The Talk is Pleating with Designer Babette Pinsky
For Threads no. 159, I interviewed designer Babette Pinsky for the Designer Spotlight series. If you aren’t familiar with her work, she creates fascinating garments with textiles that she pleats, folds, scrunches, and otherwise manipulates into unique and very flattering designs.
We didn’t have enough room on the printed page to cover the techniques she uses in her Oakland, California, factory, to pleat fabric by hand and machine. There was more to my interview with Babette, and you can read it here, including her description of three methods she uses to create textures in her garments. You can view the new Babette collections for 2012 at BabetteSF.com.
THREADS: Do you pleat the fabric or the garment?
BABETTE PINSKY: We never manipulate yardage. We design the garment, cut it, try to anticipate how much fabric will be consumed by pleats and then try a sample. The garment is cut first. Sometimes each piece is pleated, sometimes part of the garment is pleated, and sometimes the whole garment is pleated.
TH: What qualities do you look for in a fabric?
BP: All of the pleated fabrics are either polyester or nylon, because nothing else will hold a pleat permanently. So we look for interesting polyester fabrics.
TH: Tell us how you manipulate fabric.
BP: We use three types of pleating. The first is hand-pleating, in which someone sits at the table with a cut piece or the whole garment in front of them. With their hands they twist, fold or bunch it. After it is ready, the fabric is tied in shape, and then it is baked in an autoclave.
TH: How hot does the autoclave get?
BP: I think it’s about 240 degrees. It’s not terribly hot, but it applies heat and pressure to set the pleats. The autoclave is maybe 6 feet by 10 feet long. It looks like what dentists used to have in their offices for cleaning instruments.
TH: What is the second pleating technique?
BP: The second would be machine pleating. A pleating machine looks like a big cylinder, turning very slowly. It actually has heated knives in it, running the long way. The knives can be adjusted so that you can get a 1-inch pleat, a 2-inch pleat, a ¼-inch pleat, etc. The knives are heated and coated with oil. The fabric goes through between two sheets of paper so that it doesn’t get burned. The pleating machine only does straight lines. If you put a sleeve through cuff first, you’re going to get a little short sleeve, a little box. If you put the sleeve in along the over- or under-arm, you’ll end up with a narrow sleeve.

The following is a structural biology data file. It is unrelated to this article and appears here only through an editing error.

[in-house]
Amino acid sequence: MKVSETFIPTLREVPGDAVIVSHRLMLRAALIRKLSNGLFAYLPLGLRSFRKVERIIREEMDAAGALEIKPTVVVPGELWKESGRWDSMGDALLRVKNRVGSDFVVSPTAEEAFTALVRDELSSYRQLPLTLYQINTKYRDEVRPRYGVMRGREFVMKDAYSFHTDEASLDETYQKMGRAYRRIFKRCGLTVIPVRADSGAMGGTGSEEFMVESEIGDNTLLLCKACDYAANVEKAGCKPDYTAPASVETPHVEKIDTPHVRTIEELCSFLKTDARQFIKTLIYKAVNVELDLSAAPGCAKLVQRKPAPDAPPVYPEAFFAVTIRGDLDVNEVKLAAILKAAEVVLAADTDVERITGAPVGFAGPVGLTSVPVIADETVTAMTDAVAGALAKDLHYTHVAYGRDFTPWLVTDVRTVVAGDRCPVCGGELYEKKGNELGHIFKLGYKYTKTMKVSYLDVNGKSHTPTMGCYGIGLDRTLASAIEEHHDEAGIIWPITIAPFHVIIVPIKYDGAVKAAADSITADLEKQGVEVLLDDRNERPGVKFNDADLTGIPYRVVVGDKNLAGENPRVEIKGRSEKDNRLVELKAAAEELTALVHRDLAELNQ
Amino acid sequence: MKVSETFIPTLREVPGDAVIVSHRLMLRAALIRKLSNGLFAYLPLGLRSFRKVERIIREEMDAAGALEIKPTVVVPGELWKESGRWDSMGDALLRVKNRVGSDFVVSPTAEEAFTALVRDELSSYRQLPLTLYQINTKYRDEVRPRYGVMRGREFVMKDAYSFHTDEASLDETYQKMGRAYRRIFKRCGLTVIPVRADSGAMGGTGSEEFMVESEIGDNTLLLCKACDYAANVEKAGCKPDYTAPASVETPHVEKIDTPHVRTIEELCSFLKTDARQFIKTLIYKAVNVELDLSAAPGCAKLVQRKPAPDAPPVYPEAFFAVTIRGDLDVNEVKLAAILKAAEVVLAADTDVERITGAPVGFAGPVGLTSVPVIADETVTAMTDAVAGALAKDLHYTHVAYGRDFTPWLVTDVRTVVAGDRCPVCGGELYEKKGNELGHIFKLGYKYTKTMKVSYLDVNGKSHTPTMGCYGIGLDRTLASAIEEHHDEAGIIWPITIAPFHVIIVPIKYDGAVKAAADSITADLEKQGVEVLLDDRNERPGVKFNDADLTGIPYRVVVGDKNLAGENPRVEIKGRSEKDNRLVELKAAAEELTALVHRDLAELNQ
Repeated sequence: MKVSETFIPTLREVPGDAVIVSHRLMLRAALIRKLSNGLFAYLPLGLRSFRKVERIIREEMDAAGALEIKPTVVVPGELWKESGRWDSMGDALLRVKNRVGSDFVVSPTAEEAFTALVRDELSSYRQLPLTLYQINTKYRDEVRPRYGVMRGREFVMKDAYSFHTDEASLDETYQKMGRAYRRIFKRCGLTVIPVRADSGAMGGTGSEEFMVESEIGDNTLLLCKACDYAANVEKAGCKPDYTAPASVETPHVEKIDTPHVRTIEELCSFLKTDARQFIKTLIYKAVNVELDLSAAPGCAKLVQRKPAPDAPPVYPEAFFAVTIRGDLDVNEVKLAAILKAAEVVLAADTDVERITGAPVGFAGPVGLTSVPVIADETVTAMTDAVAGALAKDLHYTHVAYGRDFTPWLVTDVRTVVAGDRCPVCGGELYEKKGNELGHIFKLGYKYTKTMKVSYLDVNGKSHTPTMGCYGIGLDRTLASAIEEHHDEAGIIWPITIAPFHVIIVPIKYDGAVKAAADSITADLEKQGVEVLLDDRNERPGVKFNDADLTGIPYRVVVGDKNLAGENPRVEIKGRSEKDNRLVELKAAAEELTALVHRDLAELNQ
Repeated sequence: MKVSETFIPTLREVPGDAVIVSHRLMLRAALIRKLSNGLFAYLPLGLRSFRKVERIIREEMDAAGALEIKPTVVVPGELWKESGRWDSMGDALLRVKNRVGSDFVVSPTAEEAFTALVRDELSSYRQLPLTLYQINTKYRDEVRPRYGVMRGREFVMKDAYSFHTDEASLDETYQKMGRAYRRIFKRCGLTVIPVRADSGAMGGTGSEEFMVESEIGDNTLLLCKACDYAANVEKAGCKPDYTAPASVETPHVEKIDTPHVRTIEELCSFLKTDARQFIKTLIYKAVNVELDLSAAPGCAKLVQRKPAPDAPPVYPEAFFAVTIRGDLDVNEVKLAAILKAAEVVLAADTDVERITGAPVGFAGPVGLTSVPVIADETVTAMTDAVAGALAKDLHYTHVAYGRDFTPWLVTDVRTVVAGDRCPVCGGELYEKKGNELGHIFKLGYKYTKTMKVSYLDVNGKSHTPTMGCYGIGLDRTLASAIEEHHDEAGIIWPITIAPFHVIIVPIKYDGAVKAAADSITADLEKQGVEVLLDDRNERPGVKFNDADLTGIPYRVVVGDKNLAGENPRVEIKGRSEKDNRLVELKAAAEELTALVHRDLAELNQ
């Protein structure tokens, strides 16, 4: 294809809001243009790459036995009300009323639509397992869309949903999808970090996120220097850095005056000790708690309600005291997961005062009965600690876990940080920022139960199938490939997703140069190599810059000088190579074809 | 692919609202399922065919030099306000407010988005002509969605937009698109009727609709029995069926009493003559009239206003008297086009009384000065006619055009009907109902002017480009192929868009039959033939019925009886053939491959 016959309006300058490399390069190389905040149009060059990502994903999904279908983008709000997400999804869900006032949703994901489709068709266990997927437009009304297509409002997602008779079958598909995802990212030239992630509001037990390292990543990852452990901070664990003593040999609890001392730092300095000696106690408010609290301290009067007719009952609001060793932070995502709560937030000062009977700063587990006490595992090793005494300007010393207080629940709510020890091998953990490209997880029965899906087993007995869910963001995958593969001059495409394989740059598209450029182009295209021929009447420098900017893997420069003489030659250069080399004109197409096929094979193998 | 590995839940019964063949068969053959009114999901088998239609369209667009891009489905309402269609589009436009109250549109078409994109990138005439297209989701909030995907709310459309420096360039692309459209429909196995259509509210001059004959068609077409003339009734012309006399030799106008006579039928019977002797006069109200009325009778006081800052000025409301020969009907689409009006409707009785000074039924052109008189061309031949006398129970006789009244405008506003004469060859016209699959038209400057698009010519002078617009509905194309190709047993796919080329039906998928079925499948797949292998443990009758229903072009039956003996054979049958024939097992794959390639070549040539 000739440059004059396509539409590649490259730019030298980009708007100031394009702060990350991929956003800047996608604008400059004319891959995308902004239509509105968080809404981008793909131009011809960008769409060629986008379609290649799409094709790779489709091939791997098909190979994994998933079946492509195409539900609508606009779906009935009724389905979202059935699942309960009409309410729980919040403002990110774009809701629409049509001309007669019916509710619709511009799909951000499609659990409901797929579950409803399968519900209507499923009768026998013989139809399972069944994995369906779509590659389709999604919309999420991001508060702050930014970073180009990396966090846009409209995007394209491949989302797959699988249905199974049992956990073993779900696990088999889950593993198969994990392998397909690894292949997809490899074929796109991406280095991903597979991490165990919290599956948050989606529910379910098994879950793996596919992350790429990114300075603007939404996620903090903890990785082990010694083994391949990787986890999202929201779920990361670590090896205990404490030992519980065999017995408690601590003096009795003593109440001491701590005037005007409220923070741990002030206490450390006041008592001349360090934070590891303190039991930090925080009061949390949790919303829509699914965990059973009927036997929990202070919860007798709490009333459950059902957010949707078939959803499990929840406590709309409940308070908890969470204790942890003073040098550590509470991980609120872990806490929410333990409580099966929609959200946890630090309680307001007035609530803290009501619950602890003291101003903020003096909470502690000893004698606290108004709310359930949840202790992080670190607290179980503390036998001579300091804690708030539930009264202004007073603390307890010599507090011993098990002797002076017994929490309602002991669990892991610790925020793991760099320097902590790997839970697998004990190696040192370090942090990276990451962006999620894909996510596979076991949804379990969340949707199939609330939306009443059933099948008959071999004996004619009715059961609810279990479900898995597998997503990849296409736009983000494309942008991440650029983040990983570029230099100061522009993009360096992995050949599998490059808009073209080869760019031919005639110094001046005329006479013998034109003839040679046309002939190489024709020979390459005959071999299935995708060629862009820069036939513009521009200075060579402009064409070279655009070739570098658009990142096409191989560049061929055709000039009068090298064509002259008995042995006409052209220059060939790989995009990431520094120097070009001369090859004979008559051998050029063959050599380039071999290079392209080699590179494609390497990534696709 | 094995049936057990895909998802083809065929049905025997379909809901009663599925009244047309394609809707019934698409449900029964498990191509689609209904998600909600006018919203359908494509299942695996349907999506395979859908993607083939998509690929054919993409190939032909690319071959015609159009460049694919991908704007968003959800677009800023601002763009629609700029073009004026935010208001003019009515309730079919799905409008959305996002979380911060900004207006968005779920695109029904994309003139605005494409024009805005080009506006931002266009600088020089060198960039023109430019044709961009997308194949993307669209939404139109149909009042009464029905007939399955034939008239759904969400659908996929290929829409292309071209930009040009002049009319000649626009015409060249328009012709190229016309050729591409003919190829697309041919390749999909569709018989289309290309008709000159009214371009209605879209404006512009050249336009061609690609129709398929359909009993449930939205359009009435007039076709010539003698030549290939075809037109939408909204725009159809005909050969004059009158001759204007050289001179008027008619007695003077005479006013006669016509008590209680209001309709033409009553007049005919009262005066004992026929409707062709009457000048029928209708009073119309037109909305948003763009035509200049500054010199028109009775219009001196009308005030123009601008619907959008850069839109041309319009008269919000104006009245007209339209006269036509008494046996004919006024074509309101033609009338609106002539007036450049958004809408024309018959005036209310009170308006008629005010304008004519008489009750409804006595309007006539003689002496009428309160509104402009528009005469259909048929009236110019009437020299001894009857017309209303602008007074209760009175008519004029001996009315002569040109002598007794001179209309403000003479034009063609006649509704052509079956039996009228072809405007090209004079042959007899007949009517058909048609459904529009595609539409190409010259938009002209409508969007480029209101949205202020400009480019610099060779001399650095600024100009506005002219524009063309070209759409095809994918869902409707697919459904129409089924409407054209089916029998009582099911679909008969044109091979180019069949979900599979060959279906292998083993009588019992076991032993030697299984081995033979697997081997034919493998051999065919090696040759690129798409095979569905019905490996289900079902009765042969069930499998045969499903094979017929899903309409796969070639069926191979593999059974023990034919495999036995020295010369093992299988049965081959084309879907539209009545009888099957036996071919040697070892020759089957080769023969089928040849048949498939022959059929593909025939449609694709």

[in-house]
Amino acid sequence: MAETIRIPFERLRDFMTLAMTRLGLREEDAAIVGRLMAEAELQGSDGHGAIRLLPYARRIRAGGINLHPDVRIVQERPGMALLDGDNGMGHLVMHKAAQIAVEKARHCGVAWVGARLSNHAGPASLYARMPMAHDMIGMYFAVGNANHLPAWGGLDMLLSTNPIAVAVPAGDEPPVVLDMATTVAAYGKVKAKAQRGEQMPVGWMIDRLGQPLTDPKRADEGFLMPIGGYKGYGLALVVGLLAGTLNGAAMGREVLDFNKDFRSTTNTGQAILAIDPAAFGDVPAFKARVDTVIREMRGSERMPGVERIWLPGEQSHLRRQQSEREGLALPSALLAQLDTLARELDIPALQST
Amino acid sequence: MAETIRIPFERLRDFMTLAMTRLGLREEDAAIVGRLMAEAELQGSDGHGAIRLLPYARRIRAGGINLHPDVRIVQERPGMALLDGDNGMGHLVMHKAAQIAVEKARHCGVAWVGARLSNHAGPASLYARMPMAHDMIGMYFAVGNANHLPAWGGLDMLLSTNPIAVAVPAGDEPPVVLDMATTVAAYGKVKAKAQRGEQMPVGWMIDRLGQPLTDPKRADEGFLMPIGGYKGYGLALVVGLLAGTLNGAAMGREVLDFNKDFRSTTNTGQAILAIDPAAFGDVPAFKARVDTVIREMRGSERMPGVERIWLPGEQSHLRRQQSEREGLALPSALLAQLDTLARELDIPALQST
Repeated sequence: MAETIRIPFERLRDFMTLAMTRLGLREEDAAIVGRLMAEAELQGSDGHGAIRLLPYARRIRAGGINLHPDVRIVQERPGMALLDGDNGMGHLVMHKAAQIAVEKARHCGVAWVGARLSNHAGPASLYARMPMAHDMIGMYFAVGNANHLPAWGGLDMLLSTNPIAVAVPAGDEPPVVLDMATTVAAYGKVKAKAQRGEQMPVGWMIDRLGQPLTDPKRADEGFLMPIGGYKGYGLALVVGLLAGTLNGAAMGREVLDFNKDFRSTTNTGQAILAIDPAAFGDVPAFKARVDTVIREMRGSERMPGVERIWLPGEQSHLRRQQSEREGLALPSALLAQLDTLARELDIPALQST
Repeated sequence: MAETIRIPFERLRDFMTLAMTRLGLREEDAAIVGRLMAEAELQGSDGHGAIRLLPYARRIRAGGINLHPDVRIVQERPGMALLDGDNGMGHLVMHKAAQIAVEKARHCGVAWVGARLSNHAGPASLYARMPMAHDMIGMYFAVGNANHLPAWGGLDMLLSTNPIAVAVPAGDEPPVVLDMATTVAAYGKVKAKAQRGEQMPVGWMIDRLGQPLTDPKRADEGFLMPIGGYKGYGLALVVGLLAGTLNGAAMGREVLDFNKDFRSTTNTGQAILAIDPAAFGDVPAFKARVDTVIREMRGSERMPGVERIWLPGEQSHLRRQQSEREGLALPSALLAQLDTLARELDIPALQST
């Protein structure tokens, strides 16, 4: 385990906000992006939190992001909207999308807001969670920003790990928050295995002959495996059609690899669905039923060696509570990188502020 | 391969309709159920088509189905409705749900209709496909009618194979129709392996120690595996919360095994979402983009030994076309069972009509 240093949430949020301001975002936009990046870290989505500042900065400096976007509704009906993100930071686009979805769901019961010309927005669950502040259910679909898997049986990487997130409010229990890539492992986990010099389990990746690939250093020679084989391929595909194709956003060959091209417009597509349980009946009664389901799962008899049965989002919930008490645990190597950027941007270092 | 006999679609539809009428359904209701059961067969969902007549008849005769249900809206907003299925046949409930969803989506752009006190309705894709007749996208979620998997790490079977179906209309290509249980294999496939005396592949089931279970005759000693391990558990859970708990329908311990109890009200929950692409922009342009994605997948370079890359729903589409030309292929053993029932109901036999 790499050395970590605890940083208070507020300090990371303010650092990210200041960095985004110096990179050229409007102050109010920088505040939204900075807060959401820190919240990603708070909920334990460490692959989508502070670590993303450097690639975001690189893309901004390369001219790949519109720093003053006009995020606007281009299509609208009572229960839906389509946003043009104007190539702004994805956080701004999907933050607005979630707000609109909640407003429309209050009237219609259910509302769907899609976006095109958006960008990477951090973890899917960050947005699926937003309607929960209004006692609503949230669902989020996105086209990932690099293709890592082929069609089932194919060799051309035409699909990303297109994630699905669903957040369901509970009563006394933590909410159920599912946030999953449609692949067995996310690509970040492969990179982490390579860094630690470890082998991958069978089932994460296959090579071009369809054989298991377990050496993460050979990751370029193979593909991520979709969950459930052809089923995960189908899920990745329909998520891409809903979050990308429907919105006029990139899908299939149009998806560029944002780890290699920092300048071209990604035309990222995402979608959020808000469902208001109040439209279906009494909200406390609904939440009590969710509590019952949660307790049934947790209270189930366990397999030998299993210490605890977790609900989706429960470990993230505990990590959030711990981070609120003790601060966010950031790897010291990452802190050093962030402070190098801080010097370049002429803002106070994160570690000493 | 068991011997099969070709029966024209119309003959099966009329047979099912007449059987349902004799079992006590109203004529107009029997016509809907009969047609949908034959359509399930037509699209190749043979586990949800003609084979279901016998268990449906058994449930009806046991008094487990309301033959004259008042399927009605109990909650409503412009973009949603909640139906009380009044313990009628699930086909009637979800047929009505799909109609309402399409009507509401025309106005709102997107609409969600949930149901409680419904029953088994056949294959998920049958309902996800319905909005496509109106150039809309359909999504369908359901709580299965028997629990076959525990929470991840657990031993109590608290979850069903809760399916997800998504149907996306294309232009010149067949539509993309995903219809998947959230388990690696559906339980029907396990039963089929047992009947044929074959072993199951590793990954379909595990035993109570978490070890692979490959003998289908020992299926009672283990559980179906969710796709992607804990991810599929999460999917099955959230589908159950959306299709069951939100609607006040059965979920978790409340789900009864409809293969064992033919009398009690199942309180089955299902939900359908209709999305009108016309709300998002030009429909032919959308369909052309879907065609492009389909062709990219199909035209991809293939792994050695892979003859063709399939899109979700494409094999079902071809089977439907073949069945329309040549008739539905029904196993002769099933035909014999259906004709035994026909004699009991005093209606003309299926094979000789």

TH: And the third?
BP: The third type of pleating is called pattern pleating. It means that the fabric is pleated between pieces of paper that are scored identically. Let’s use the example of a fan. If you have two fans that fold identically and you take a piece of cloth and you put it between them then close the fans, the cloth will take on the fans’ contours. You could tie the fans closed, and toss them and the cloth together in the autoclave. We use a heavy paper that can be reused about 100 times. The paper is scored by hand. The two layers must match exactly. (With this method) we can do curves, we can do angles; we’ve done little boxes, all kinds of stuff.
TH: How many times would you say you go back and forth on a garment to get it right?
BP: If we are lucky, once. Usually we are not, though. We fit the first sample. We fit the second sample with corrections. If the corrections aren’t major, we’ll go into what we call “duplicates.” I think right now we make seven duplicates, and they are for our salesmen and trunk shows. It’s like a mini-production. Before we go into full production, we fit the duplicates and make sure everything is just right. It’s a minimum of three times and it can be four, five, six times. There’s always one garment that we have to cut and cut and cut. Especially if we are doing a new shape and it’s complicated. One of the reasons I can’t understand how people sew at home is that it is never right the first time. But I guess at home you just rip it out and fuss with it!
For the rest of Babette’s interview, be sure and pick up the new issue of Threads, no. 159!
Babette designs the garment first, like this shirt, planning how much fabric will be consumed by pleats.
This particular Babette shirt is to be hand-pleated. Here, it's been bunched and twisted into a spiral.
A stack of hand-pleated shirts, ready for the autoclave. The autoclave uses heat and pressure to "bake" in the hand-twisted pleating.
With the pleats "baked in" by the autoclave, a sample pleated shirt hangs at far right, next to more pleated samples at Babette Pinsky's Oakland, California, factory.
For what Babette calls "pattern pleating," the fabric is pleated between identically scored paper pieces, like the one shown. Pattern pleating has multidirectional and shaped results - check out the chevron pleating on the skirt in the next photo.
Pattern pleating created the chevron effect on the skirt of Babette's "Muse" dress for Spring 2012.
A pleating machine at Babette's factory. Flat yardage goes in - knife-pleated fabric comes out.
The pleating machine has heated knives in it, running the long way. Paper sheets protect the fabric from being burned as it passes over the knives, but the knives are hot enough to permanently pleat the fabric.
Babette's original pleated raincoat design, introduced in the early 1980's.
Designer Babette Pinsky.
Machine pleating creates even knife pleats, like those on this skirt from Babette's Spring 2012 collection.